Bacteria and immune cells forge a productive partnership
To prevent infection, the intestinal wall relies on the support of its own 'home-grown' army of commensal bacteria. These gut microbiota collaborate with and are in turn regulated by their host's immune system via a variety of mechanisms. As part of a research team led by Hiroshi Kiyono from the University of Tokyo, Mitsuo Sakamoto, Yoshiyuki Goto and colleagues from the RIKEN BioResource Center have now helped to illuminate one mechanism by which the gut microbiota and immune cells collaborate.
The study began with the discovery of a population of epithelial cells in the intestinal lining that become decorated with the sugar fucose. "Previous reports have shown that epithelial fucose is essential for host–microbiota interaction," says Sakamoto. "These data prompted us to identify the mechanism that induces this epithelial fucosylation."
The evidence to date has suggested that interaction with certain commensal bacteria stimulates this fucosylation directly. The researchers verified that mice entirely lacking gut microbiota have far fewer fucosylated epithelial cells, and, in particular, that a subset of microbes known as segmented filamentous bacteria (SFB) appear to make a major contribution to this process. However, the SFB cannot achieve this fucosylation on their own. The team found that these bacteria must collaborate with immune cells known as type 3 innate lymphoid cells (ILC3s), which serve as a front-line defense against infection.
The researchers subsequently determined that interaction with SFB and certain other commensal species causes ILC3s to release a signaling factor that stimulates epithelial production of an enzyme responsible for fucosylation. Interestingly, they also uncovered that a microbiota-independent molecule produced by ILC3s functions cooperatively with the microbiota-dependent signaling factor to induce epithelial fucosylation.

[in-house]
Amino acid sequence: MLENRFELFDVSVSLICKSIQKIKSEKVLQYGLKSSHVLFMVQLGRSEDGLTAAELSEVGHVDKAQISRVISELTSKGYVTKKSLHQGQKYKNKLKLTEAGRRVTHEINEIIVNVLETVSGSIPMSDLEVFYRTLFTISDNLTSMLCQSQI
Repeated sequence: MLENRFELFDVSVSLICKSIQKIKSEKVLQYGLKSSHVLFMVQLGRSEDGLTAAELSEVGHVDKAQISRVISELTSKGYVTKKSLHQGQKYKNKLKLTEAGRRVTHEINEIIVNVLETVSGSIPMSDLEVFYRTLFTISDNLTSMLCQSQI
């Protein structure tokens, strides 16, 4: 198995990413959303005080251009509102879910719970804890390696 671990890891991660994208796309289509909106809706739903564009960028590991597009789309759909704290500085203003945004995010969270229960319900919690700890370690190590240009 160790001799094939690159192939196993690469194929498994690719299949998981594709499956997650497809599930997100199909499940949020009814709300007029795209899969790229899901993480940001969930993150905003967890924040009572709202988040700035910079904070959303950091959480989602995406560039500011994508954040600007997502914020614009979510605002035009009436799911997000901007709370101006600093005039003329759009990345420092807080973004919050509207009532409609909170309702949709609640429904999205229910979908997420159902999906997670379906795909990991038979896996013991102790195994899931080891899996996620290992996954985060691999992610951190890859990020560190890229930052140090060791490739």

Together, these processes contribute to the formation of a fucose layer on the surface of the intestinal epithelia that effectively wards off infection. Mice lacking the primary fucosylation enzyme induced by ILC3s displayed suppressed fucosylation (Fig. 1) and proved to be far more susceptible to severe infection with Salmonella typhimurium, possibly because the pathogenic bacteria find it easier to attach to the exposed intestinal lining.
The findings could be relevant to a wide variety of disease states, and Sakamoto intends to explore this possibility in future studies. "It will be important to identify the specific bacteria that recognize epithelial fucose and how these bacteria affect the development of diseases such as inflammatory bowel disease," he says. "More fundamentally, it will also be important to examine whether the mechanism we showed here is directly applicable in humans."